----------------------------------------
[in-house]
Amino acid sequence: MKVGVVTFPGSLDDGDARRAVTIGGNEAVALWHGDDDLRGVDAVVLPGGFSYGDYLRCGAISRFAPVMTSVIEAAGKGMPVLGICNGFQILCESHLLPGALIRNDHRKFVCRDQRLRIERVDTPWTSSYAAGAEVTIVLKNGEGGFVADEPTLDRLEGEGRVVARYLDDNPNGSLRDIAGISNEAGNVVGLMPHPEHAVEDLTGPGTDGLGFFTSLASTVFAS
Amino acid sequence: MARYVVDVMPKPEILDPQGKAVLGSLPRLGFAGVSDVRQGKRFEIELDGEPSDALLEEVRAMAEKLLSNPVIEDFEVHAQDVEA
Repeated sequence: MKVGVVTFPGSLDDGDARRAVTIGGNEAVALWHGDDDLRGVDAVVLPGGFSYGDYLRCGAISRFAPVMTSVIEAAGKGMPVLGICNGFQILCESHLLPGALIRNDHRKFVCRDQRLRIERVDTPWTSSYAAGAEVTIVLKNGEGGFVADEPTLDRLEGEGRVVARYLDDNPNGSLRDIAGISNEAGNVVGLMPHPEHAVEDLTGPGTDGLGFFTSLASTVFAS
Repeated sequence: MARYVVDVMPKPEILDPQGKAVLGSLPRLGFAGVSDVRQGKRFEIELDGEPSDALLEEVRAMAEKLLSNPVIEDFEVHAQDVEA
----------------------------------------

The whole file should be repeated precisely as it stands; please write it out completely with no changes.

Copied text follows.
[in-house]
Amino acid sequence: MKVGVVTFPGSLDDGDARRAVTIGGNEAVALWHGDDDLRGVDAVVLPGGFSYGDYLRCGAISRFAPVMTSVIEAAGKGMPVLGICNGFQILCESHLLPGALIRNDHRKFVCRDQRLRIERVDTPWTSSYAAGAEVTIVLKNGEGGFVADEPTLDRLEGEGRVVARYLDDNPNGSLRDIAGISNEAGNVVGLMPHPEHAVEDLTGPGTDGLGFFTSLASTVFAS
Amino acid sequence: MARYVVDVMPKPEILDPQGKAVLGSLPRLGFAGVSDVRQGKRFEIELDGEPSDALLEEVRAMAEKLLSNPVIEDFEVHAQDVEA
Repeated sequence: MKVGVVTFPGSLDDGDARRAVTIGGNEAVALWHGDDDLRGVDAVVLPGGFSYGDYLRCGAISRFAPVMTSVIEAAGKGMPVLGICNGFQILCESHLLPGALIRNDHRKFVCRDQRLRIERVDTPWTSSYAAGAEVTIVLKNGEGGFVADEPTLDRLEGEGRVVARYLDDNPNGSLRDIAGISNEAGNVVGLMPHPEHAVEDLTGPGTDGLGFFTSLASTVFAS
Repeated sequence: MARYVVDVMPKPEILDPQGKAVLGSLPRLGFAGVSDVRQGKRFEIELDGEPSDALLEEVRAMAEKLLSNPVIEDFEVHAQDVEA